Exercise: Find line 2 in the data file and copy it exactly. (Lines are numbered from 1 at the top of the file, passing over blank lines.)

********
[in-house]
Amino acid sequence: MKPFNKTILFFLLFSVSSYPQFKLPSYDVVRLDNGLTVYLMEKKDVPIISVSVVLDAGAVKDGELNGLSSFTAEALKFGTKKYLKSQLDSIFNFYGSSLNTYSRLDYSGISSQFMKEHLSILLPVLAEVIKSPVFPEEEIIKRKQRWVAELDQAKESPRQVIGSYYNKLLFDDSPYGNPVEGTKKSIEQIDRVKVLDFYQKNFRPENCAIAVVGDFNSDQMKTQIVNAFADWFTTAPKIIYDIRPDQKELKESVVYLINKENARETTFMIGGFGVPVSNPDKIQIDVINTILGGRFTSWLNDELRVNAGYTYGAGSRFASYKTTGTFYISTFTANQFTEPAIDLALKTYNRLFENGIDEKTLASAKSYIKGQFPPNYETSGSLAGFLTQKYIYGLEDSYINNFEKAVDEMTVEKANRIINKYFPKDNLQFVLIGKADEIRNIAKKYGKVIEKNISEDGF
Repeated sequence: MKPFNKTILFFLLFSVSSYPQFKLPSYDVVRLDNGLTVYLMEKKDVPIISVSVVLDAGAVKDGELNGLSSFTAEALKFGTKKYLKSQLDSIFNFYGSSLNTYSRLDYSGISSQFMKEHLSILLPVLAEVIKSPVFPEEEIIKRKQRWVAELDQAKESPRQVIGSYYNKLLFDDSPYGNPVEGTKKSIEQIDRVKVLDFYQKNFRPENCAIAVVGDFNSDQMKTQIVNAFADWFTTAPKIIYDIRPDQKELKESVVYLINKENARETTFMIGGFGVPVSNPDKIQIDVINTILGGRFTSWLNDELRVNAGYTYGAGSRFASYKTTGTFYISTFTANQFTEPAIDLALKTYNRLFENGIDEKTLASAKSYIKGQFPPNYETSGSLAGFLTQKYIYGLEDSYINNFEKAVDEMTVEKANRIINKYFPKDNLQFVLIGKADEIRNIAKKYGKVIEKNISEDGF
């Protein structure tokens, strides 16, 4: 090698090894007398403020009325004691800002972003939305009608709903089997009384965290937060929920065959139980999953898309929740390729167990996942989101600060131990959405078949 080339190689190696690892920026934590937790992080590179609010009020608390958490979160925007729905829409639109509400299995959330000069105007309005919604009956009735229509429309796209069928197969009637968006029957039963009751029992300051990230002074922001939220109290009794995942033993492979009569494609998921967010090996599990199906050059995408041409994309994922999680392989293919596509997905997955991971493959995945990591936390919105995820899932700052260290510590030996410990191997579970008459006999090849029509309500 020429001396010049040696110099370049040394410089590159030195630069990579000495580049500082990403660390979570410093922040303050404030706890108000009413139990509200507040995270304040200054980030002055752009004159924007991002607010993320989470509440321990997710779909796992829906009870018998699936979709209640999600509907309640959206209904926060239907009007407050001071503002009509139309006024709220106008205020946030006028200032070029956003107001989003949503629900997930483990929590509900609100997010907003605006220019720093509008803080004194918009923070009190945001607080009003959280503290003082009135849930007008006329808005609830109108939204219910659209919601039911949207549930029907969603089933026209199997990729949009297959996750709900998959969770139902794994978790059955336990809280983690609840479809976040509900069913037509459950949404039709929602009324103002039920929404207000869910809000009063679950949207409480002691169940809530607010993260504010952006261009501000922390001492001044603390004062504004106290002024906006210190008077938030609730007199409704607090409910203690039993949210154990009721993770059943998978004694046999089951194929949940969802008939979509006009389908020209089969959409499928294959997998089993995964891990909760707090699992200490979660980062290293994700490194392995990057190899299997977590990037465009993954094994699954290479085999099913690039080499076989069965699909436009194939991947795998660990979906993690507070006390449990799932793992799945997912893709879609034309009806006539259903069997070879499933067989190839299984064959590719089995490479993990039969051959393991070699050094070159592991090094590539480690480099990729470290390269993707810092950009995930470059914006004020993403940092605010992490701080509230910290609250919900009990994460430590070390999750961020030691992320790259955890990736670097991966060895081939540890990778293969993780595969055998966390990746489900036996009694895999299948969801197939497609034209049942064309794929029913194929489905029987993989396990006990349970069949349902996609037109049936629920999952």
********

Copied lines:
Amino acid sequence: MKPFNKTILFFLLFSVSSYPQFKLPSYDVVRLDNGLTVYLMEKKDVPIISVSVVLDAGAVKDGELNGLSSFTAEALKFGTKKYLKSQLDSIFNFYGSSLNTYSRLDYSGISSQFMKEHLSILLPVLAEVIKSPVFPEEEIIKRKQRWVAELDQAKESPRQVIGSYYNKLLFDDSPYGNPVEGTKKSIEQIDRVKVLDFYQKNFRPENCAIAVVGDFNSDQMKTQIVNAFADWFTTAPKIIYDIRPDQKELKESVVYLINKENARETTFMIGGFGVPVSNPDKIQIDVINTILGGRFTSWLNDELRVNAGYTYGAGSRFASYKTTGTFYISTFTANQFTEPAIDLALKTYNRLFENGIDEKTLASAKSYIKGQFPPNYETSGSLAGFLTQKYIYGLEDSYINNFEKAVDEMTVEKANRIINKYFPKDNLQFVLIGKADEIRNIAKKYGKVIEKNISEDGF